Freeman

ARTICLE

Passing Laws: Is Governing That Simple?

DECEMBER 01, 1994 by ERIC BANFIELD

Mr. Banfield is owner of Banfield Analytical Services in Westmont, Illinois, specializing in writing, speaking, and analysis of financial, economic, and public-policy issues. Copyright © 1994 by Banfield Analytical Services.

Ask Americans what “governing” means, and you’ll evoke a wide variety of answers. A common response is that governing should mean protecting American liberty and property. But administration officials and Congressmen in Washington, D.C., have a different idea. To them, governing simply means passing legislation. The more legislation, the better they’re doing their job. It’s a simplistic view. But politicians go to great lengths to defend it.

It doesn’t matter, it seems, what the legislation is. It doesn’t matter that none of the politicians will ever read the entire piece of legislation they pass. Nor that, as is often the case, the law isn’t even completely written yet. It doesn’t matter that there are so many volumes of legislation that every single American is guilty of ignorance of the law (no excuse, of course).

And it doesn’t matter whether or not the legislation passed is really good for all American taxpayers and consumers. Indeed, in most cases, the legislation harms most citizens, through higher taxes and mandated costs, while lavishing huge benefits upon a particular group or special interest.

None of that matters. To many politicians, any legislation that gets passed is good.

That concept—that simply passing a law is good governing—is familiar to many folks. For example, every year or so, by October 1, Congress must approve a new budget for the government’s fiscal year. Also, by year-end the government has already reached its legal debt limit; Congress must also approve an increase in that limit. That way it can borrow more money to finance its ever-increasing spending.

But some Congressmen don’t like the details of the budget, or they propose raising the debt limit to a different level. They squabble over the particulars of the bill, delaying its passage. Amid the gridlock, a chorus of politicians from all sides cries that “We must come to a budget agreement so the American people understand that WE CAN GOVERN.” Politicians grandstand that failing to agree to a budget or to pass some law is a “failure” of government. “Americans will lose faith in our ability to govern” is a common refrain.

No Government?

Politicians defend that idea by enhancing the drama with scare tactics. For example, without a budget, the government cannot operate. Politicians warn that if the government cannot function, “vital services that protect Americans” will be shut down. Some politicians even try to scare the public by telling the media that things like school milk programs or children’s vaccines or “the safety of our streets” will be threatened.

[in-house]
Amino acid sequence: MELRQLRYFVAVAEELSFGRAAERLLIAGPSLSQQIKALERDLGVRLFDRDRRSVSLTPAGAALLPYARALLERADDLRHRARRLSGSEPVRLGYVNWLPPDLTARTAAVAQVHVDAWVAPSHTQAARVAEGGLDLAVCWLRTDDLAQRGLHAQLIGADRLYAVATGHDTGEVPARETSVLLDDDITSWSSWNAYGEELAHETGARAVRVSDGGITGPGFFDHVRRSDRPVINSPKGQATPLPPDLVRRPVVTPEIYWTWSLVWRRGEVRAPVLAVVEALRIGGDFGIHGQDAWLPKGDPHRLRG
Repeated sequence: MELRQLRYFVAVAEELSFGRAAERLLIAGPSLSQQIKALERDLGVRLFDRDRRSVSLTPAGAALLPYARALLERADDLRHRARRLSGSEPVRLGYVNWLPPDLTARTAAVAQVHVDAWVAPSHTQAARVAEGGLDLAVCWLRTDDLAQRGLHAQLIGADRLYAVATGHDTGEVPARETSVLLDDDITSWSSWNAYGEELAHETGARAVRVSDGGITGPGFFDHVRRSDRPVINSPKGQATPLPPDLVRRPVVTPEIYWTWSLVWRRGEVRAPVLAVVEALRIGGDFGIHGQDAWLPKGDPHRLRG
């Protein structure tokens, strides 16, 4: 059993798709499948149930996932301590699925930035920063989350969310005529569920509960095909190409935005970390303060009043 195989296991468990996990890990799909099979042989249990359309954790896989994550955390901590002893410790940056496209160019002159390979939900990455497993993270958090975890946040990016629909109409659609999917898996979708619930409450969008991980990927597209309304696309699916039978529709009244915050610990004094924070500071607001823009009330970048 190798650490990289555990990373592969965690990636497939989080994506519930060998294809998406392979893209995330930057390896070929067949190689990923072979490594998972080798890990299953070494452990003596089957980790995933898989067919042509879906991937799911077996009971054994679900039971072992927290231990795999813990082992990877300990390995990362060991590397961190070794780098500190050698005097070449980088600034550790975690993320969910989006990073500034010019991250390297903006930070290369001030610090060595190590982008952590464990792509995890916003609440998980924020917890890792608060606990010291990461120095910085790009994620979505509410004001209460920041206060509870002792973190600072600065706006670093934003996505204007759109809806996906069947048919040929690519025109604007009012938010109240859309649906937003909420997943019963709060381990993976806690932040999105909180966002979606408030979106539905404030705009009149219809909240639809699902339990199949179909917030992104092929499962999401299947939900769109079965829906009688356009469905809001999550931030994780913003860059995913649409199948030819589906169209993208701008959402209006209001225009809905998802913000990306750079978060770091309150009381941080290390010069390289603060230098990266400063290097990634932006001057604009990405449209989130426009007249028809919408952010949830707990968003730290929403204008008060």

Blurring the distinction between the government sector and the market sector, politicians warn that “The country will be at a standstill.” That’s not true, of course. The rest of the country will continue operating just fine. But the drama reinforces the politicians’ point: they must keep passing more legislation, or else cities will crumble and America will fall.

Simply, Congress believes that the more legislation it passes, the better it is doing for “America.” That’s their job, isn’t it?

The Other Option

But surely things aren’t that simple. Many citizens and voters are coming to realize that government has passed far too many pieces of legislation. Americans could dearly stand a comprehensive repeal of most of the legislation and regulations passed in the last 30 or 60 years. Indeed, many believe the country would operate a lot better without all that legislation, and all the regulations that flow from it. A few basic laws against murder, theft, assault, rape, arson, and fraud are sufficient to protect American lives and property.

To end that “legislating-is-governing” mentality, perhaps we can persuade Congressmen to consider another option. Maybe good governing—at least occasionally—means passing no legislation. Or, better, a wise legislator might try considering the advice of many economists and policy analysts. Try correcting the problem at hand by repealing existing regulations that caused it. It’s always better to remove existing restraints than add new ones.

Politicians could gain points with voters by pointing out how many new laws they killed by arguing against new legislation. Facing voters back in the home district, the elected official could pitch: “I saved consumers in my district $100 million dollars by repealing twelve pieces of onerous and harmful legislation. I prevented the silent but deadly destruction of thousands of jobs by repealing a dozen harmful regulations.”

The crowd cheers. Our lives are simpler. And governing is good again.

ASSOCIATED ISSUE

December 1994

ABOUT

ERIC BANFIELD

Mr. Banfield is owner of Banfield Analytical Services in Westmont, Illinois. As an adjunct policy analyst for the Heartland Institute, he has testified before the National Association of Insurance Commissioners, The Illinois General Assembly, and a U.S. Republican Hearing on health-care reform.

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